Do you ever wonder why people act in the way that they do? Do you ever wonder what makes you who you are? Would you like to understand the psychological factors and how this links up with broader society? Do you find yourself wondering what part of human behavior is explained by nature and what part is down to the society we live in? If so then the BA (Hons) Psychosocial Studies course at University Centre Peterborough may be of interest to you. Psychosocial Studies is a unique subject that addresses both individual experiences and larger social processes. In the course you be introduced to the core concepts that shape the discipline and the key tools with which to undertake social analysis and research. You will ponder the big questions relating to identity, wellbeing, ageing as well as broader questions relating to social justice like inequality and discrimination. You will also learn the skills of a social scientist, you will be capable of formulating research questions and investigating them on your own. You will undertake research independently and as a member of a group and you will gain an insight into the city and the wider region - the problems and challenges it faces and the ingenuity and energy with which it meets these. Finally you will hone in on your future career path testing your interests and skills working with local organisations and building your professional network for when you graduate. You will have the opportunity to undertake live research project with a range of local partners and undertake research that makes a real difference to the life of the city and the broader region. This will enable you to graduate not just with a good degree but a range of real world experience which will help you progress into your desired career. The courses at University Centre Peterborough are studied in smaller class sizes compared with other universities, a typical class size is under 30 students.
You must take modules worth 120 credits at each level of the course. Each module is worth a specified number of credits. Year one for full-time students (Level 4) Academic and Professional Skills for Social Scientists (30 credits) Foundations in Sociological Theory (15 credits) Introduction to Psychology (15 credits) Social Psychology (15 credits) Politics, Ideology and Society (15 credits) Psychosocial Formations of the Self and Identity (15 credits) Globalisation and its Effects (15 credits) Year two for full-time students (Level 5) Research Skills for Social Scientists (30 credits) Contemporary Social Theory (15 credits) Social Policy in Action (15 credits) Development Through the Lifespan (15 credits) Intersectional Studies (15 credits) Plus 30 credits of optional modules dependant on pathway Final year for full-time students (Level 6) Research Project / Dissertation (30 credits) Theories and Concepts in Psychological Therapies (15 credits) Society Beyond Nature (15 credits) The Digital Human (15 credits) Plus 45 credits of optional modules dependant on pathway If it is unviable to run an optional module due to student demand, an alternative module will be offered. A typical 15 credit module is 150 hours includes 36 hours of tutor led delivery and 114 hours of recommended independent study. A typical 30 credit module is 300 hours includes 72 hours of tutor led delivery and 228 hours of recommended independent study. A full-time student should expect to undertake 30 additional hours per week during term-time.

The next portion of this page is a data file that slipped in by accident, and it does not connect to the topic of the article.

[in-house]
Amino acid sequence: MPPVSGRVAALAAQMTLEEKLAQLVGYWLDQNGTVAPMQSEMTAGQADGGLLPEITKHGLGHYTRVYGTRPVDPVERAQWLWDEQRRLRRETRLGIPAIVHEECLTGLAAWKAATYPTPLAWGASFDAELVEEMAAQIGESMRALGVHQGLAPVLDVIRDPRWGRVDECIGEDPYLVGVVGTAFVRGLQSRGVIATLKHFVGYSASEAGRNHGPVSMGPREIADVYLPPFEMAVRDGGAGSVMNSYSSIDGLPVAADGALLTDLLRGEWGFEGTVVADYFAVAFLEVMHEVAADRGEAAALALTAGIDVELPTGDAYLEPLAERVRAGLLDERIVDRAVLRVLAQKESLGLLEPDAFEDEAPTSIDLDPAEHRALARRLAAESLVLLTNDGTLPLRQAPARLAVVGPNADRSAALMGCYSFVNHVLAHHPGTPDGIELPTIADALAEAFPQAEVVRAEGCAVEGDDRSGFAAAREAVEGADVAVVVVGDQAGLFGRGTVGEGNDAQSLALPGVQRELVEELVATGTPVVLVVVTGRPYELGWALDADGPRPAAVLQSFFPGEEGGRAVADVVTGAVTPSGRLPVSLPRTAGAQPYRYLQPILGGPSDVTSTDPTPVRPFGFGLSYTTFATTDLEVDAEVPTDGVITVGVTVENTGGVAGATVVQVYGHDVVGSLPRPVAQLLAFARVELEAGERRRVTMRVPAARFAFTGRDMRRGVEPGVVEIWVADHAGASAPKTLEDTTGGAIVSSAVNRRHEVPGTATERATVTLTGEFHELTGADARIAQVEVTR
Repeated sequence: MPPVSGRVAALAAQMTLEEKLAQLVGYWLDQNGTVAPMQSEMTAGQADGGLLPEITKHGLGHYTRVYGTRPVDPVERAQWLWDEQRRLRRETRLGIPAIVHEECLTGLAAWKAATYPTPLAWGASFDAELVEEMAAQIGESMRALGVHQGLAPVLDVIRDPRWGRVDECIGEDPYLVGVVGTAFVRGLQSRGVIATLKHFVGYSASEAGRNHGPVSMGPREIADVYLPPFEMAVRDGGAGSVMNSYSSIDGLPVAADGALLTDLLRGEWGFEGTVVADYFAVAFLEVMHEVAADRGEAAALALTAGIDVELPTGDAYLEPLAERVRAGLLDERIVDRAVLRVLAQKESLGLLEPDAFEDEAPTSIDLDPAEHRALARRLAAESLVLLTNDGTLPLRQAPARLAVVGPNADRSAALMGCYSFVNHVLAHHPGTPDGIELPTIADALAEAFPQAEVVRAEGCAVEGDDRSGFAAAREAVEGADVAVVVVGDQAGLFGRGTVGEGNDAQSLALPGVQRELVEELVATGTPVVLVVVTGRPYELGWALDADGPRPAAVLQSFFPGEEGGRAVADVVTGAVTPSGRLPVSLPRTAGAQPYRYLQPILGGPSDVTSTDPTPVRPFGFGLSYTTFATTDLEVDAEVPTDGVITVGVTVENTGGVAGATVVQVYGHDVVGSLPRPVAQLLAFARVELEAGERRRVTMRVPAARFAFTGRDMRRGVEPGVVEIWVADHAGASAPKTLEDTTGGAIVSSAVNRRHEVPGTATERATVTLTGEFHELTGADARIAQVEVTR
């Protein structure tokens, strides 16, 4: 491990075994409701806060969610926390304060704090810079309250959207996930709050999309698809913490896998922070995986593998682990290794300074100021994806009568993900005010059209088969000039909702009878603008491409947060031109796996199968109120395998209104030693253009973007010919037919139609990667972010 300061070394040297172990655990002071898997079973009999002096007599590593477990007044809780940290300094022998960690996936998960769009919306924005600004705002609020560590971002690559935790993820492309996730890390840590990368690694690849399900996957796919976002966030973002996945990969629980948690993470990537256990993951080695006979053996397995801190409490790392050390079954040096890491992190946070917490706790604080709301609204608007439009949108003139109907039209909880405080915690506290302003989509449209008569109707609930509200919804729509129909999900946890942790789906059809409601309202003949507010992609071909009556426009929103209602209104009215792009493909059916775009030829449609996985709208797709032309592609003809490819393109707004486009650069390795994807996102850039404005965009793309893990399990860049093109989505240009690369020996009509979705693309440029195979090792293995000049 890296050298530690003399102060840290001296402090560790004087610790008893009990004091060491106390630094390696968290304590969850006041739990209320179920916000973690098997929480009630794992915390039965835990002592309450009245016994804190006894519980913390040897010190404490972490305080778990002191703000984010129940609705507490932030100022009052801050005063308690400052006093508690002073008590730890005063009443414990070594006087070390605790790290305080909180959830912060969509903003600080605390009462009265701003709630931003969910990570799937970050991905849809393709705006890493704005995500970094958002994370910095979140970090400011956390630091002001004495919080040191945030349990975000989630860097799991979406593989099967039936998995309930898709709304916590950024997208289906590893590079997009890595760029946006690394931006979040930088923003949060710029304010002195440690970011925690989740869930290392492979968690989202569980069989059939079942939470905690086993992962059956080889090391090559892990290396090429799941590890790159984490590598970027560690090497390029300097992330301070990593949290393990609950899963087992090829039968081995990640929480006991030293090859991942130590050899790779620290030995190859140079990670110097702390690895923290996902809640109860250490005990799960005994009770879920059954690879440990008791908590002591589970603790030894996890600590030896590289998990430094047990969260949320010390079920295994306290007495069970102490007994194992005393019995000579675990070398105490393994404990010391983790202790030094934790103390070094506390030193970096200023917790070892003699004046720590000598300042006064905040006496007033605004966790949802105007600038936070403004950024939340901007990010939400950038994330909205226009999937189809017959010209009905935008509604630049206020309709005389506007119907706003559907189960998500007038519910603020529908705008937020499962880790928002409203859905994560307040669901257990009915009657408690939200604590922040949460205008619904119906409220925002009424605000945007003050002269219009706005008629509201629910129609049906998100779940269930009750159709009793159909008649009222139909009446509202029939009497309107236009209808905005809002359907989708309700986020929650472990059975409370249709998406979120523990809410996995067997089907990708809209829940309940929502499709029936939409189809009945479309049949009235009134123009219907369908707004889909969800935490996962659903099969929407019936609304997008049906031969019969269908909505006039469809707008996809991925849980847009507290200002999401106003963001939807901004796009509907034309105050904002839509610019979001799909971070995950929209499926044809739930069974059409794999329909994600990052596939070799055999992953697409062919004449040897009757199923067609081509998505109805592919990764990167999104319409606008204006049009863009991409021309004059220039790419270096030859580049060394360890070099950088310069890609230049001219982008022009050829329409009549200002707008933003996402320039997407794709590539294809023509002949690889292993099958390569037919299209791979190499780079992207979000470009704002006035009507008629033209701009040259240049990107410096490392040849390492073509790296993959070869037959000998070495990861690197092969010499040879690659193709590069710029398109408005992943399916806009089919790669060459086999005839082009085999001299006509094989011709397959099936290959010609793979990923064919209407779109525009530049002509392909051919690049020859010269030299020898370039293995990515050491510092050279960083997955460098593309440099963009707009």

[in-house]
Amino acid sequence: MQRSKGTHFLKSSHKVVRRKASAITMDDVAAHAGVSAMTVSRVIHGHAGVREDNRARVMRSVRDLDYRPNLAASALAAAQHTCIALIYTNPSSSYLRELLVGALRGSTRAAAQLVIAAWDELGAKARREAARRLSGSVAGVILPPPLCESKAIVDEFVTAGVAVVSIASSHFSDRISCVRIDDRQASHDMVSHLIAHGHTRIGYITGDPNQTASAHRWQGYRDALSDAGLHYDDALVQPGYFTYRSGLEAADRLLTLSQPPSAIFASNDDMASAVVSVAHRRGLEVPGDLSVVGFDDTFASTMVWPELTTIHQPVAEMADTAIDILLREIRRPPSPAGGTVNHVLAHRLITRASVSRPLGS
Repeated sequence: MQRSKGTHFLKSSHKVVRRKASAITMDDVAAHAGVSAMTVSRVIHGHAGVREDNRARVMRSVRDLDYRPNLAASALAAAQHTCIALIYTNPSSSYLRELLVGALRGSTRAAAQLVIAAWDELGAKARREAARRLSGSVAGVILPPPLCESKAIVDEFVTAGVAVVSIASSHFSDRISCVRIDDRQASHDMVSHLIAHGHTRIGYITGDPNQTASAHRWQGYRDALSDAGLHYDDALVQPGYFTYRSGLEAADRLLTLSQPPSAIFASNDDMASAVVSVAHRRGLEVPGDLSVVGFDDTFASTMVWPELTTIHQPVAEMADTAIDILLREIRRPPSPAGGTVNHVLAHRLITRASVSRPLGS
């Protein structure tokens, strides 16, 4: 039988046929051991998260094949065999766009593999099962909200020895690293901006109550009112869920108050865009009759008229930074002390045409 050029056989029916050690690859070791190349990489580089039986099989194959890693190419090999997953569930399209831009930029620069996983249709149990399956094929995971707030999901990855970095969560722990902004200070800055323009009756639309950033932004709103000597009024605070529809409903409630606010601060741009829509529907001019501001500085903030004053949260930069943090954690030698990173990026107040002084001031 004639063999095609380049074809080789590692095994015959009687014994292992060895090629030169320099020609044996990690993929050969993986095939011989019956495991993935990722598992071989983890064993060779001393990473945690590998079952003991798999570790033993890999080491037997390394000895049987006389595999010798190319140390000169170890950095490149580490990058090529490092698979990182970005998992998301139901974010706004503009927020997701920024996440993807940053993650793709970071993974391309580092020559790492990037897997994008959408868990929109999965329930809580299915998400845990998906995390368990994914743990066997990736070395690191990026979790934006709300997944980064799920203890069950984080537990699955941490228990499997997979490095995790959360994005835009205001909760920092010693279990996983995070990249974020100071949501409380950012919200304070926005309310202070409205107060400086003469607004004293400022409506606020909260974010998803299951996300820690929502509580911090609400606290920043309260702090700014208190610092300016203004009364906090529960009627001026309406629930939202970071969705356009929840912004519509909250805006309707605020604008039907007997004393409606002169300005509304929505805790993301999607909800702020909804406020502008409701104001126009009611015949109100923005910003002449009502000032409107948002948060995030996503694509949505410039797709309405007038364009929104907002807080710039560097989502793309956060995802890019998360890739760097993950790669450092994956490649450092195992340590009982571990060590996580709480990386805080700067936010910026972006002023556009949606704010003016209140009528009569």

Throughout the duration of your course you will be assessed by the following methods: Year one for full-time students (Level 4) •90% Coursework •10% Practical Exams Year two for full-time students (Level 5) •90% Coursework •10% Practical Exams Final year for full-time students (Level 6) •80% Coursework •20% Practical Exams We will provide, by the beginning of the first week of each semester, a current module guide with all the information you need for each module, including details of assessment tasks, the deadlines for these tasks, the required format and any relevant guidance. A formative assessment workshop is written into all module plans and usually take place in weeks 9 or 10 of the semester. Each course includes a summative feedback session where marked work is returned. Your final degree classification is calculated as an average of your highest 60 credits at Level 5 and all credits at Level 6. 70%+ First 60-69% 2:1 50-59% 2:2 40-49% Third
How to apply
If your application is completed by the following date, it’s guaranteed to be considered:
15 January*If you apply after this deadline, universities or colleges don’t have to consider your application if they’ve filled their spaces, so the sooner you apply, the better!
You will need these codes when you add a choice to your application.
|Campus name||University Centre Peterborough|
Points of entry
The following entry points are available for this course:
- Year 1
- Year 2
- Year 3
Unfortunately, UCP are unable to recruit International Students.
|UCAS Tariff||80 points||A levels required; 2 A levels in related subjects. BTEC/Access required; A BTEC National or 30 credits Merit at Access Certificate in a related subject. GCSEs required; 3 GCSEs at grade C or above in English, Mathematics and Science. Please note AS levels are acceptable only when combined with other qualifications.|
English language requirements
|IELTS (Academic)||6||5.5 in each element|
Fees and funding
|Northern Ireland||£8000||Year 1|
|Channel Islands||£8000||Year 1|
Additional fee information
University Centre Peterborough
University Centre Peterborough
Course contact detailsVisit our course page
University Centre Peterborough Admissions